Choose a Project
You’ll want to choose a project that is suitable for your skill level when you first begin making clothes. Pick a basic pattern to start with, and tackle the more advanced ones later. If you start out with something that’s too difficult, frustration and wasted materials might be the result. Take it one step at a time and be patient with yourself. Once you get the hang of what you’re doing, you’ll pick up both skill and speed.
Use Recycled Fabrics
Making your own clothes is definitely a great way to save money–and you can take penny-pinching to a whole new level by using recycled materials and fabrics to make clothes. Old or vintage jeans, sweaters, tops, and coats can be taken apart and used to create some unique and funky pieces– and they’re free! Not only can you recycle fabrics that you find around your home, you can also browse secondhand stores, thrift shops, flea markets, yard sales, and more to find old clothing or materials that you can take apart and transform into something new and fun. If you come across some vintage or antique buttons that you can’t pass up, set them aside– you never know when you might be able to use them in one of your handmade clothing items later.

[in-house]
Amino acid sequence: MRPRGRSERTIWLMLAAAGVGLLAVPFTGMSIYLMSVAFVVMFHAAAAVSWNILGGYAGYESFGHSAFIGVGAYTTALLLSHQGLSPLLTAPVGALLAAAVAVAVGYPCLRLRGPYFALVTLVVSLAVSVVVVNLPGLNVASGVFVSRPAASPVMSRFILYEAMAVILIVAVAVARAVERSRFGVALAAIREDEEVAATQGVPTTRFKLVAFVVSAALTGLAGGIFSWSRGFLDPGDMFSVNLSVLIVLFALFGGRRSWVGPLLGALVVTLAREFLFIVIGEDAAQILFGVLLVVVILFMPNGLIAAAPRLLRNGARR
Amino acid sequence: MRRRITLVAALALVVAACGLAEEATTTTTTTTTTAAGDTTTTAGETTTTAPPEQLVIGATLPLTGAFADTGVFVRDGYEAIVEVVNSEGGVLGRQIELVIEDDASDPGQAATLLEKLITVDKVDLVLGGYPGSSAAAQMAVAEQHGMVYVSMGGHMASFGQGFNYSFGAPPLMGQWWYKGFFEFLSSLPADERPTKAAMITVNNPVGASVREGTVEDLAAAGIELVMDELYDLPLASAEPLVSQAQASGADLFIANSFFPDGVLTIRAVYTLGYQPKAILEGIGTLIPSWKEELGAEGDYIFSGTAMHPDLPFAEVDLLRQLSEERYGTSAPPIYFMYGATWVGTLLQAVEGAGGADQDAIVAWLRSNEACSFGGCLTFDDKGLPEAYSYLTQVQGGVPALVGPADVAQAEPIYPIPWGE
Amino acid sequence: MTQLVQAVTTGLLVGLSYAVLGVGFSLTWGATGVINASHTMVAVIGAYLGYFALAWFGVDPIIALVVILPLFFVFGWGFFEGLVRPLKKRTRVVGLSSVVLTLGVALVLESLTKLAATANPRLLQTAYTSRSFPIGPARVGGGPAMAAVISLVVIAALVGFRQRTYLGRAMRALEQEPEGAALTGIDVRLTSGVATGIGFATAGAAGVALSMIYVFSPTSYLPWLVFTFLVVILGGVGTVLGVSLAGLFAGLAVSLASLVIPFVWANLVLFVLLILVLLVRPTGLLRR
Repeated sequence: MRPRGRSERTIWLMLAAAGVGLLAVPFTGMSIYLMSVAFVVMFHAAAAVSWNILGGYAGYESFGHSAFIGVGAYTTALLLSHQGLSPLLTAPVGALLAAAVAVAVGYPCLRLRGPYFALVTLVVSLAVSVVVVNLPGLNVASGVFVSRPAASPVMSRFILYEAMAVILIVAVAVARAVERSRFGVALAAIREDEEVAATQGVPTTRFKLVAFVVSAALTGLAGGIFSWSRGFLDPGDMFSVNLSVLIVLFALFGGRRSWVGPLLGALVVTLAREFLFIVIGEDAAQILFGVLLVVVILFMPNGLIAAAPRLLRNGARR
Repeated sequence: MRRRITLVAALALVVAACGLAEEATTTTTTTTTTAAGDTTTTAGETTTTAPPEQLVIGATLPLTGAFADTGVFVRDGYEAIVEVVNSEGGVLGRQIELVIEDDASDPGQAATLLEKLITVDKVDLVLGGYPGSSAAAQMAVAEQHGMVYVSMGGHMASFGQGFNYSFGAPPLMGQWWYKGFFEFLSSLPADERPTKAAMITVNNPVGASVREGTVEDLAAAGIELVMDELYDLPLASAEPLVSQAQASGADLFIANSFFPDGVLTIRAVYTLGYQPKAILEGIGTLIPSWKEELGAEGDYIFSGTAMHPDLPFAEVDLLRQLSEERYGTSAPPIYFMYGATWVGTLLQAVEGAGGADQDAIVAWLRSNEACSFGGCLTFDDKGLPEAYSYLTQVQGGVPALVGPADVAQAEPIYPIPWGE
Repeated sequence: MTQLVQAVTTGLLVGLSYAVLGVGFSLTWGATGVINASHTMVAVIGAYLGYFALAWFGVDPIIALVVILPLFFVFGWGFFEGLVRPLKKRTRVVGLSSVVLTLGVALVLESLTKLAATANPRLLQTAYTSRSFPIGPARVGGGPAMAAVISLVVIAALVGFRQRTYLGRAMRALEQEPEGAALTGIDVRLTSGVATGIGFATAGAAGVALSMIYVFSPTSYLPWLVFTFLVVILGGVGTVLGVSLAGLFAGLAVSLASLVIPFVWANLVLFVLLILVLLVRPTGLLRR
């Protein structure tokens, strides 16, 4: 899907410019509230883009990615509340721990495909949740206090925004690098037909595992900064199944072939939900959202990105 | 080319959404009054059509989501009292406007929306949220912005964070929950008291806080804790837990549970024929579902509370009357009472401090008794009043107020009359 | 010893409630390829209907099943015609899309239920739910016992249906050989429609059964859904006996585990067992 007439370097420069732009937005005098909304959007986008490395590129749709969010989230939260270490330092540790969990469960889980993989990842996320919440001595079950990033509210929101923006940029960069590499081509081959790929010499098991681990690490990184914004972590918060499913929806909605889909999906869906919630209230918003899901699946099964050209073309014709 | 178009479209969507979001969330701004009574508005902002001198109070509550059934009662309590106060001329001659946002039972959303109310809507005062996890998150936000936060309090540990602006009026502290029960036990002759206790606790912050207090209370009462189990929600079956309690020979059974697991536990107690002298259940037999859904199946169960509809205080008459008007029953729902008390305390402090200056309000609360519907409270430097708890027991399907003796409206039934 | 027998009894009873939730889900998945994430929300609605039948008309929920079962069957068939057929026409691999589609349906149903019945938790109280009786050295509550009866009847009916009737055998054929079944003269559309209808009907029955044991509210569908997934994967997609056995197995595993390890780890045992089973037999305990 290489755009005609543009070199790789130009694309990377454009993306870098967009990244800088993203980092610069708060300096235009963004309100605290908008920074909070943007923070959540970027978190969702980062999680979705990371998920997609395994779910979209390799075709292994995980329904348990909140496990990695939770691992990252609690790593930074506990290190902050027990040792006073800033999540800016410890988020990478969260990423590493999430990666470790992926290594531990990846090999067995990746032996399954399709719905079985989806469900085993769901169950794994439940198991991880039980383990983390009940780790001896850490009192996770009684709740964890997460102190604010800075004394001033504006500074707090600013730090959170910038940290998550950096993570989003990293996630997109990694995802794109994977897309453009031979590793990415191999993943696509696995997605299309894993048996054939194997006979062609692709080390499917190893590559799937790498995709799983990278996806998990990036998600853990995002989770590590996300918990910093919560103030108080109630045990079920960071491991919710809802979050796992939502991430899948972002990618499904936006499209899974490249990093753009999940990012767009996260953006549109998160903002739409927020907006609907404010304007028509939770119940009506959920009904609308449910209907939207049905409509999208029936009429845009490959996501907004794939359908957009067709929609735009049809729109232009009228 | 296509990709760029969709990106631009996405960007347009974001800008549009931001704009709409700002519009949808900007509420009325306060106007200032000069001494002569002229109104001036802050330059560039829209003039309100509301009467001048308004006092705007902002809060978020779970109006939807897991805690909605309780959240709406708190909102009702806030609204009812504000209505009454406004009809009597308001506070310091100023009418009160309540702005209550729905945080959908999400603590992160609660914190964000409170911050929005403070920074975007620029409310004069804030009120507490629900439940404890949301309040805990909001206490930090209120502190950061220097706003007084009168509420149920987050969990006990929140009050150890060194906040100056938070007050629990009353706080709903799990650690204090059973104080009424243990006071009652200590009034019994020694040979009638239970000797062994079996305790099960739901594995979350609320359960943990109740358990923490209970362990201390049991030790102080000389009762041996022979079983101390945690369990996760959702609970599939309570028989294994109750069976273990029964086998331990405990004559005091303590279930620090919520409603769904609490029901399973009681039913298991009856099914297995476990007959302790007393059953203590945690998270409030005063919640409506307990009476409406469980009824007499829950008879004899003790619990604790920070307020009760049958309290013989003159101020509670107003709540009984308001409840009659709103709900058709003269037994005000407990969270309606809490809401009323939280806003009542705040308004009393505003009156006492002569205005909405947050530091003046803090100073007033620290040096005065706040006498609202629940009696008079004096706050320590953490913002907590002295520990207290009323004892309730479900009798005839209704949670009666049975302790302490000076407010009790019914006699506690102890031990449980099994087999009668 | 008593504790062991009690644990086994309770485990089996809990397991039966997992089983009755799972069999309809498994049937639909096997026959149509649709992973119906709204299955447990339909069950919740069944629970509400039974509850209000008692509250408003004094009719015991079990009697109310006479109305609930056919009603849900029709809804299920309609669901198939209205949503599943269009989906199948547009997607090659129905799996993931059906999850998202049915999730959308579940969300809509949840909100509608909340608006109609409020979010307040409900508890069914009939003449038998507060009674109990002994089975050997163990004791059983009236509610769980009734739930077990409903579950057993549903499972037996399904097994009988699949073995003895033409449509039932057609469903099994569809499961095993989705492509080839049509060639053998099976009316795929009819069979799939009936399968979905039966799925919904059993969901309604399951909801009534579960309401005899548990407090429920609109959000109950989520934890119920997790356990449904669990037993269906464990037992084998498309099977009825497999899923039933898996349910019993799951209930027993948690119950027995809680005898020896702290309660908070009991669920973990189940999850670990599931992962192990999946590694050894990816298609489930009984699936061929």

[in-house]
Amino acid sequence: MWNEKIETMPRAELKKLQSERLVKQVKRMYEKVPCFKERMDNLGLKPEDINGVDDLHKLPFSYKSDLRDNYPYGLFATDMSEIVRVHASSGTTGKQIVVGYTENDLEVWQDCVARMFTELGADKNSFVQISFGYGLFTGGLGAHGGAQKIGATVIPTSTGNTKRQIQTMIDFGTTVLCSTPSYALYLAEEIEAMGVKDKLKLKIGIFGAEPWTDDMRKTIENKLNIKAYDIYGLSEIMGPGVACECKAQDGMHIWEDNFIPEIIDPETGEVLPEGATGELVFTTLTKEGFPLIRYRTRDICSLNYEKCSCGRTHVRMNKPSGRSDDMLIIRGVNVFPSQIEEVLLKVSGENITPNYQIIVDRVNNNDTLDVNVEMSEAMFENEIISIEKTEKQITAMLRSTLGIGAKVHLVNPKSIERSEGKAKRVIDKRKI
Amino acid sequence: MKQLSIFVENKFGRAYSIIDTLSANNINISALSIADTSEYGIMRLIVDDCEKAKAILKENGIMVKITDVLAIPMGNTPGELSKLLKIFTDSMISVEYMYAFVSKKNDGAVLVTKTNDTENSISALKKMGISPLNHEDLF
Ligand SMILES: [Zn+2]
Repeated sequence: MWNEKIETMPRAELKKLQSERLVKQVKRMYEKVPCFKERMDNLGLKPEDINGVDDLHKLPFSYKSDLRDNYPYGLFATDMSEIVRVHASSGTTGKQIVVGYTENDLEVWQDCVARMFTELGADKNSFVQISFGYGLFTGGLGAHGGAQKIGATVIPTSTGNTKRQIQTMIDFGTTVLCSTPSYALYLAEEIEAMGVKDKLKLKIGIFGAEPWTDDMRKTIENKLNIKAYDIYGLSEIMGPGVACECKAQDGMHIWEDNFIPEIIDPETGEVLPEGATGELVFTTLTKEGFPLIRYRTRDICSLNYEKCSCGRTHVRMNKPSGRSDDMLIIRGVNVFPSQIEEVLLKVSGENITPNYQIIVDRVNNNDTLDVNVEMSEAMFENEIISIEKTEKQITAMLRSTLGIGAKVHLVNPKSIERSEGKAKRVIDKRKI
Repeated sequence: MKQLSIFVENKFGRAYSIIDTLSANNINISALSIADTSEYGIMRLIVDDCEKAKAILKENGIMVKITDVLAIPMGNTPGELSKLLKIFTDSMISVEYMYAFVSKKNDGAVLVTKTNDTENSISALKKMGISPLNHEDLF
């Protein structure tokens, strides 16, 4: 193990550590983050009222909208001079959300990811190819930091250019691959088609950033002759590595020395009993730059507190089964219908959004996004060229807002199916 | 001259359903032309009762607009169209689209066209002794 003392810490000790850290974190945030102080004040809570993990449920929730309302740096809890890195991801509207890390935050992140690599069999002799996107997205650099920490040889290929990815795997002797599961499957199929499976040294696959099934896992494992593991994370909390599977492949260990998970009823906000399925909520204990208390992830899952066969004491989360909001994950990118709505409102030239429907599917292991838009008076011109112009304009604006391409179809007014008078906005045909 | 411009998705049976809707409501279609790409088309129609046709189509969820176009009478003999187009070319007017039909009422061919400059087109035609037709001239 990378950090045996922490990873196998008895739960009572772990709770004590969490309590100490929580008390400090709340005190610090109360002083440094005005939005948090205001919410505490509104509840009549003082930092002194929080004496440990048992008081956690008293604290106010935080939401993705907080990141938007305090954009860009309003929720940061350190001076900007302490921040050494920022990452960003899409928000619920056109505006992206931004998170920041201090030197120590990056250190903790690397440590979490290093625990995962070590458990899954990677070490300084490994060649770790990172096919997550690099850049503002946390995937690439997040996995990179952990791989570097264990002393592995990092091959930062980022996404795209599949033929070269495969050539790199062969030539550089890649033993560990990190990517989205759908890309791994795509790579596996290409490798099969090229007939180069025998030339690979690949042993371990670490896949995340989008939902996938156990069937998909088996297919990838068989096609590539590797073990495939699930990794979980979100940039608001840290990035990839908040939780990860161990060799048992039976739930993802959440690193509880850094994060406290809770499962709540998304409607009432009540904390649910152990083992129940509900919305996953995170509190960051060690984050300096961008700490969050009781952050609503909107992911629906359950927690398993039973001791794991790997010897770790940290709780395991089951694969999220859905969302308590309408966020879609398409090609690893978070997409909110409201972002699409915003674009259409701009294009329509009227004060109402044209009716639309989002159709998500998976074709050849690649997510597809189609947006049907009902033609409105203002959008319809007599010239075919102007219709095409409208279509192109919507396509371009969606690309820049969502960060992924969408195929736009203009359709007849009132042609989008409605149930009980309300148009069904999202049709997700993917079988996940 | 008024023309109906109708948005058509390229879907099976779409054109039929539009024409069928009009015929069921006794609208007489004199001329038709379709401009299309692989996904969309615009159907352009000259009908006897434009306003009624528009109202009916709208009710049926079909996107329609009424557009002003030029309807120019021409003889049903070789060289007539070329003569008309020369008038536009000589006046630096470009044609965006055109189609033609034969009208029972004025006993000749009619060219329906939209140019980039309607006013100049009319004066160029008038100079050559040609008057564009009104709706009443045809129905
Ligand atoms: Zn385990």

Once you get comfortable making clothes using patterns, why not try coming up with some of your own ideas? It may take a while to get there, but once you get a good understanding of construction and fit, you can draw up your own patterns and make some one-of-a-kind items that you’ll be proud to wear.
There’s nothing better than finding a hobby that actually saves you money rather than costing you. Making your own clothes is a great way to learn a fun new skill, and you’ll feel a great sense of accomplishment when you’re able to sport your own unique, handcrafted fashions.
So, have you ever tried making your own clothes? What was your experience?
Guest Post Author Bio: This post was written by Adam. Adam shares many coupons, including Sears , through FrugalDad.
You know, this is a difficult one for me. I have no personal interest in it. I don’t think it would be a good use of my time, but I can appreciate where you are coming from. I am also always amazed by some of the unique designs my wife’s friend comes up with.
Talent can definitely come into play that is for sure. Even if sewing isn’t your thing and you still want to buy your clothes, it is a good idea to know the basics like hemming, putting on buttons, or taking in waist bands. Knowing those skills can save you a ton of money alone,.
Buttons and basic hemming I can do, but that’s my limit 🙂
That’s me as well: buttons, hemming and some emergency repairs.